Today, instead of grumbling any further about the harsh weather, I stopped to feel grateful for my attached garage, my furry snow boots and my car’s seat heater. Instead of griping about the client who canceled on me last minute, I paused, allowed myself a moment of frustration, then used the hour to accomplish other necessary items on my list.
It’s as simple as could be, and all it takes is a few minutes a day. Start there, and before you know it, gratitude and positivity will be a reflex, and increased happiness and well-being will be yours.
R is for Rock Out. Music is incredibly powerful, and has an undeniable impact upon our emotions and mood. You know that feeling, when you’re driving along in the car and your favorite tune comes on? You instinctively turn up the dial and feel twenty years younger, a sense of freedom, joy and vitality replacing whatever icky blah feeling you had before. Just like exercise releases endorphins, music is believed to release a certain feel-good chemical in the brain, dopamine, that plays a key role in mood enhancement. (Dopamine is also triggered in response to stimuli such as Oreos and cocaine, and less tangible stimuli like being in love).
It might be a classical symphony piece, a romping jazz ensemble or your favorite pop sensation du jour. Whatever genre does it for you, I highly recommend you make a date to put on your favorite tunes and blast them. Include your family, your friends, your husband or your dog. Or just lock yourself in the basement like a teenager and shut out the world.
Earlier today, while my children waited in the car for me to take them to school, I was yelling at the top of my lungs into a pillow, overwhelmed with frustration and desperate to release it. Upon returning home from dropoff, I tabled the usual workout for an imaginary visit to Studio 54, circa 1975. After 40 minutes in the supreme company of Diana Ross, Donna Summer, Gloria Gaynor and others, I was feeling like Hot Stuff baby, indeed!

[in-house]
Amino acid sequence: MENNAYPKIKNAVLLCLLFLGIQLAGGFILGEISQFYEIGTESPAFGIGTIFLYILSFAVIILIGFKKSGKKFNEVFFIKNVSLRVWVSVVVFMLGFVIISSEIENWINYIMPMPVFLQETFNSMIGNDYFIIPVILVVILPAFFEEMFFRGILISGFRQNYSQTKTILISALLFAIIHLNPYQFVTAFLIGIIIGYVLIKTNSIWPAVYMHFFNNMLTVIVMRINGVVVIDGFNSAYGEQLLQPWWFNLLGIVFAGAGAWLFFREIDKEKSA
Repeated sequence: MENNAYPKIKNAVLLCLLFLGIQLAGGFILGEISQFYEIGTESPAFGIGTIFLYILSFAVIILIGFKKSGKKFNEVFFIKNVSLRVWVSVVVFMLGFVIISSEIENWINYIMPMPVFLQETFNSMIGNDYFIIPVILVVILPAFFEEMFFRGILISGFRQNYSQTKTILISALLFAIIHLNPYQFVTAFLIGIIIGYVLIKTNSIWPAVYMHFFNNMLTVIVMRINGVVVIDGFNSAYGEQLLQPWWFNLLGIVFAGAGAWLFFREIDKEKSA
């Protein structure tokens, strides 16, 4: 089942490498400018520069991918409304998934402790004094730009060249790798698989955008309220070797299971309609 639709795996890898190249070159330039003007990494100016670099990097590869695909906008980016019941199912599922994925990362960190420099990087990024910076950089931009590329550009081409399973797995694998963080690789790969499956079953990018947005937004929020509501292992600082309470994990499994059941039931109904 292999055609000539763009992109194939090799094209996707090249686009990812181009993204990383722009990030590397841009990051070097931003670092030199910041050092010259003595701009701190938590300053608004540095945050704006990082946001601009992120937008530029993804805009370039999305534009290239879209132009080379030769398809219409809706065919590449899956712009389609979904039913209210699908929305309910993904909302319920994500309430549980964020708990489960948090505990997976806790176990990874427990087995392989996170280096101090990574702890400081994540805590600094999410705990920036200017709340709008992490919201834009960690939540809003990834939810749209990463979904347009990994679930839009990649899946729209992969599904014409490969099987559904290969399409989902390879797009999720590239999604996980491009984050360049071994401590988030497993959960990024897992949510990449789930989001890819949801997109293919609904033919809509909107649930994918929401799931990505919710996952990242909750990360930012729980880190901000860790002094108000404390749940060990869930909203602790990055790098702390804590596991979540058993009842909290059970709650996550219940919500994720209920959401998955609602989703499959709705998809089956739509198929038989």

Y is for You Do You. Part of what is so stressful about family and relationships is some false belief about who we have to be in the presence of others. Whether we are aware of it or not, many of us voluntarily assume certain roles, then go around resenting others for “not letting us” be ourselves.
I have one client who practically crawls up into a ball of anxiety and despair every time her mother comes to visit. The self-inflicted paralysis invariably begins two weeks prior to her mother’s arrival.
“You don’t understand my mother,” she tells me. “She is insane. Everything has to be a certain way, especially at the holidays. I have to get out the good china, set a beautiful table, make the perfect meal. My children have to be scrubbed and polished and impeccable, too. I can’t invite friends, lest they commit some crime (like bringing a store-bought dessert). I can’t even wear pants, or God forbid, jeans!”
The only thing more impossible to imagine than making her mother proud (or even satisfied), is abandoning the effort to do so.
In my own life, I have wasted years trying to squeeze myself into parts that didn’t quite fit, trying to please parents, friends and others by being the person I thought they wanted me to be, all the while, feeling resentful, misunderstood and disconnected. As it turned out, when I finally began showing up as my true self — ripped jeans, zany ideas, unpopular opinions and all — most of my relationships improved exponentially. More importantly? I felt utterly free. Free to just be me.
If you are dreading seeing certain relatives this holiday season, ask yourself this: Are you an adult? Do you have the right to be who you are, or are you going to let the expectations of others define you? Set boundaries, and stick with them. Let go of the need to please everyone and just be yourself. In the process of dropping your self-imposed behavioral restrictions, you might find that you are better able to relax, to see the bigger picture, to laugh at yourself and your relatives. This, in turn, might help them to relax (because more often than not, if you are feeling judged by them, they are also feeling judged by you.) When you all drop your defensive postures and just DO YOU, you might even find that you like each other. And if not? At least you haven’t compromised your integrity for a bunch of [insert derogatory label of your choice here].
Be warned. All the trials and tribulations of personal growth are only exaggerated when dealing with other people. So if You Doing You feels impossible, or more trouble than it’s worth, there is an alternate “Y” that never fails.
Remove yourself to a separate space, bury your face in a pillow and just YELL!!!!